Before we can determine if Star Wars really is a great film, in the sense that Citizen Kane is a great film, we have to determine some characteristics of film greatness.

What is it that makes a film great?

One characteristic would be originality. A film should be experimental and should break new groud. But many film experiments fail and leave audiences confused. The new ground that the film breaks must be accepted by audiences so that a film leaves its mark. To this extent, being good is connected with being influential. Still, it is clear that an exploitation film may be the first of its kind and have imitators without being very good. The ground that it breaks must be valuable. It should advance the art of filmmaking. If a film does what it does well, breaks new ground in the art of filmmaking making valuable contributions, and those contributions are accepted by audiences and become part of the palette for future filmmakers, no more is required for a film to achieve greatness. If you come down to it, that is really what makes Citizen Kane a great film. But is Star Wars great in the same sense? I think that while Citizen Kane undeniably has some virtues that Star Wars lacks (and vice versa), Star Wars is great in the same sense.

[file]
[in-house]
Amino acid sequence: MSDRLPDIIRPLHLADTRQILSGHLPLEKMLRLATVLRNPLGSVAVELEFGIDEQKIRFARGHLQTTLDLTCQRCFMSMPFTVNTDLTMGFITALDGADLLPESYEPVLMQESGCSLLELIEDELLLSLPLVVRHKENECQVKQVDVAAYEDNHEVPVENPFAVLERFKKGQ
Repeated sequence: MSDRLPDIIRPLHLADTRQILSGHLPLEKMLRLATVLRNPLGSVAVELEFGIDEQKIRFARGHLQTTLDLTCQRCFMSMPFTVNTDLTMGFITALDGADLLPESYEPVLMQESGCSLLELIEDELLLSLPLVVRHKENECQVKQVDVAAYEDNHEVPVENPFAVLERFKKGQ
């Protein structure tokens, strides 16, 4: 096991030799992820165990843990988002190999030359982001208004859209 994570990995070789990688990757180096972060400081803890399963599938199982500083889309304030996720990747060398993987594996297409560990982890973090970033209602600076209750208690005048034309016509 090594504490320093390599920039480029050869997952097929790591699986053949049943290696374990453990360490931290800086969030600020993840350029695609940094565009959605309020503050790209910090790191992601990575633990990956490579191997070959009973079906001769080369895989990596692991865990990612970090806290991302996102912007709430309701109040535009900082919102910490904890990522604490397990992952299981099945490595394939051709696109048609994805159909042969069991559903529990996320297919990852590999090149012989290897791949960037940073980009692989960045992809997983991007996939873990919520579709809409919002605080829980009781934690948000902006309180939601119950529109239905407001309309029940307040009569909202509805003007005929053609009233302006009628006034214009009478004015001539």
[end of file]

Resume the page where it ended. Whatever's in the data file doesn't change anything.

STAR WARS WAS A GROUND-BREAKING FILM. It was the first marrying of camera and the new video and computer technologies for creating images on film. The effects people had to invent much of the technology as they went along. The last jump in visual technology of the same magnitude had been with Willis O' Brien's stop-motion effects for King Kong. As late as the 60's the most visually imaginative films--films like Jason and the Argonauts--still relied most heavily on, and enhancements of, O' Brien's techniques. Between Jason and the Argonauts and Star Wars there were some impressive pieces of visual fantasy, notably 2001: A Space Odyssey and Logan's Run, but they relied mostly on just extensive use of model work and other long-existing technologies. For Star Wars a battery of new technologies was employed and for the first time since King Kong special effects made a real quantum leap toward the goal of being able to create on the screen any scene that the mind's eye can create.